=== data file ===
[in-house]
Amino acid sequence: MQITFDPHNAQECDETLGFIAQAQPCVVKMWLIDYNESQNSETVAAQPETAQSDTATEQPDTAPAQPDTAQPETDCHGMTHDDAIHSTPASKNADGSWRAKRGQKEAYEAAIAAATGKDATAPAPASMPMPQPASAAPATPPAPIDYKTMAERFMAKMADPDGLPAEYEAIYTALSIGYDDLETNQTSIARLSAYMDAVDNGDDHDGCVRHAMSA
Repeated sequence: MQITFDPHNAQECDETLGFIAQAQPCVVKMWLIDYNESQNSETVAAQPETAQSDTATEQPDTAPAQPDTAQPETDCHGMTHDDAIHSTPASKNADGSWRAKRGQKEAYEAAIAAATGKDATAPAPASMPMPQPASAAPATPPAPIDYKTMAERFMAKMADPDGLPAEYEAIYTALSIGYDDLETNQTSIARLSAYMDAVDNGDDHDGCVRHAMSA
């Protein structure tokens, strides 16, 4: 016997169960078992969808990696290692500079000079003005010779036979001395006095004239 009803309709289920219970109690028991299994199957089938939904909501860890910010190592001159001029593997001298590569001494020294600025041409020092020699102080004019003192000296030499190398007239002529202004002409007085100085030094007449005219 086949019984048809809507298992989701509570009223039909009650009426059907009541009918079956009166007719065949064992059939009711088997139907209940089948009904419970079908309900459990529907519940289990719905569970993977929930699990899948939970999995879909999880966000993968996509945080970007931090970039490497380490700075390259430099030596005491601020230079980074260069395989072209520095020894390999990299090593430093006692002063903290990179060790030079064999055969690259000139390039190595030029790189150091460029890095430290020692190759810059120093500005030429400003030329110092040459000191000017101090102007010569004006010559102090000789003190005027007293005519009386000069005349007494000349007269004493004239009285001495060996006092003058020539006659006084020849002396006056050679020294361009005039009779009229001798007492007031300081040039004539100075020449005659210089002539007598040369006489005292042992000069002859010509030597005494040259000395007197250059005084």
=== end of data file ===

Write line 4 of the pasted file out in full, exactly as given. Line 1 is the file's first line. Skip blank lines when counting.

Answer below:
């Protein structure tokens, strides 16, 4: 016997169960078992969808990696290692500079000079003005010779036979001395006095004239 009803309709289920219970109690028991299994199957089938939904909501860890910010190592001159001029593997001298590569001494020294600025041409020092020699102080004019003192000296030499190398007239002529202004002409007085100085030094007449005219 086949019984048809809507298992989701509570009223039909009650009426059907009541009918079956009166007719065949064992059939009711088997139907209940089948009904419970079908309900459990529907519940289990719905569970993977929930699990899948939970999995879909999880966000993968996509945080970007931090970039490497380490700075390259430099030596005491601020230079980074260069395989072209520095020894390999990299090593430093006692002063903290990179060790030079064999055969690259000139390039190595030029790189150091460029890095430290020692190759810059120093500005030429400003030329110092040459000191000017101090102007010569004006010559102090000789003190005027007293005519009386000069005349007494000349007269004493004239009285001495060996006092003058020539006659006084020849002396006056050679020294361009005039009779009229001798007492007031300081040039004539100075020449005659210089002539007598040369006489005292042992000069002859010509030597005494040259000395007197250059005084």